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Gareth Southgate has earned plaudits for his recent England selections, and rightly so. He has been bold in his decision-making and given chances to youth with an eye on the national team’s future. But, against Brazil, his new-look side will come under scrutiny from one of the finest attacks in international football.

The classic Brazilian game, for many, came to a painful end during the 1990s. Fluid and attack-minded midfields creating chances for fast, skilful forward lines were replaced with functional midfields acting as platforms for the attacking talent. Dream-like ingenuity was succeeded by a ruthless efficiency.

That focus on efficacy remains, but today’s Brazil are an entertaining outfit in their own way. While they won’t stack up to their esteemed predecessors from the 1950s, ‘70s and ‘80s, they have an abundance of quality in forward areas and an understanding of how best to use it.

Brazil were, by quite some distance, the top scorers in the South American 2018 World Cup qualifying section. They hit a remarkable 41 goals in 18 outings – just under 2.3 per game – to top the table and comfortably secure their passage through to the finals in Russia next summer. Along the way they trashed Argentina, Uruguay and Chile by three goals or more.

Selecao boss Tite is credited with the transformation in fortunes, though he has been helped by an increasingly prolific cast of attackers. Individuals playing for some of the top clubs in England, Spain and Italy must compete for three spots within the manager’s 4-3-3 system, meaning there is intense competition for places.


Brazil have always had a penchant for attack-minded full-backs. For many of today’s football fans, there will be fond memories of Cafu and Roberto Carlos raiding their respective flanks, supplying accurate curled crosses and thunderbolt shots.

This tradition remains in place in 2017, though Tite’s side don’t make the same use of them. The last time Brazil won the World Cup, in 2002, they used a back three to allow Cafu and Carlos full licence to roam; the current edition doesn’t offer the same full-back freedom.

Dani Alves and Marcelo are the first-choice full-backs, though both have faced competition. The former has seen off Manchester City’s Danilo and Monaco’s Fabinho, while the latter has kept his place ahead of Juventus’ Alex Sandro, a one-time Chelsea transfer target.

The pair are naturally inclined to get forward, as both have done for their clubs for many years, but they tend to stay slightly deeper for Brazil within a back four. This is done to create a platform for the front three.

There is a similar emphasis in the centre, where Tite prefers industrious types such as Paulinho to more creative outlets. His three-man midfield generally involves a defensive midfielder – Real Madrid’s Casemiro – supporting a twosome comprised of ball-winners and runners.

The outer two get forward to aid attacks, particularly in transitions after winning back the ball, but they aren’t expected to provide the real source of danger. Again, that comes from the front three. England will have a tough job on their hands stultifying that trident, which often includes Neymar, Gabriel Jesus and Barcelona transfer target Philippe Coutinho.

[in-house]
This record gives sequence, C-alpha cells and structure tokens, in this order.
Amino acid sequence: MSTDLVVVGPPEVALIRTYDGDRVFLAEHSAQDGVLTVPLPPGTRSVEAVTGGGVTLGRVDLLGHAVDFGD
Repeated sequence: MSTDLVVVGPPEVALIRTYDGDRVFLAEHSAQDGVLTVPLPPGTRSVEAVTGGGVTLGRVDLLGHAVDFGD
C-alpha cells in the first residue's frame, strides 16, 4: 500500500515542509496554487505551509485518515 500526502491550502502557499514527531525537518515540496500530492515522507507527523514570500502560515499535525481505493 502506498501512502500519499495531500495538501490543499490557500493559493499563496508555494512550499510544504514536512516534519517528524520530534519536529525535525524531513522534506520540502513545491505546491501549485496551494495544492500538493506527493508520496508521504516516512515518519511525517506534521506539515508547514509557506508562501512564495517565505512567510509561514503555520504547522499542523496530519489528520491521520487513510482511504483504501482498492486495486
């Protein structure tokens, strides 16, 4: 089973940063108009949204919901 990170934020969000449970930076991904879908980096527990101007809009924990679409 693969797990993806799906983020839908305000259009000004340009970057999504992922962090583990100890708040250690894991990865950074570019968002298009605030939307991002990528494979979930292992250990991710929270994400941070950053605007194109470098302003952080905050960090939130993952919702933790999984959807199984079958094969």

In the past, Neymar has often been called upon to lead the line for his country, playing a role he doesn’t feel entirely comfortable in. However, in recent times he has reverted to his preferred left wing position, from where he can cut inside and dribble at defences.

The Paris Saint-Germain forward, who has seven goals and five assists from eight Ligue 1 appearances this term, has been free to move left thanks to the rise of Gabriel Jesus. The Manchester City frontman is a mobile striker who provides movement, skill and, of course, sound finishing, something proven by his seven goals in ten Premier League games in 2017/18.

The Neymar/Gabriel Jesus double act is a potent one, and is almost certain to start at next summer’s World Cup barring any major injuries or losses of form. On the right, however, there is a devastating queue of talent aiming to line up alongside them.

Liverpool star Coutinho currently leads the race, even though he is more comfortable on the left or in midfield. His technical brilliance adds control and calculation to a high-speed front three.

But, if Brazil want to go for pace, they could opt for Juventus winger Douglas Costa, a player whose quick feet make him almost impossible to stop at full throttle. Alternately, if they want an extra dose of grace they could call upon Roberto Firmino, and if they need tactical intelligence and balance they can select Chelsea’s Willian.

Tite hasn’t even begun to tap into the quality at his disposal by that point, though. Watford sensation Richarlison can’t be too far away from his first senior call-up having been directly involved in six goals in 11 Premier League games, while PSG speed merchant Lucas Moura could come back into contention should he secure a move and regular game time in January.

Lazio’s Felipe Anderson would make a good back-up to Willian considering his flexibility, awareness, work ethic and pace, while Anderson Talisca, Jonas and Malcom continue to contribute to their teams’ goals scored columns in Turkey, Portugal and France respectively.

Brazil haven’t gone back in time – they are still a highly functional side who thrill in offensive transitions and let their attackers do most of the attacking. But, thanks to the quality and quantity of forwards at their disposal, their efficient tactics can lead to exhilarating football.

National Football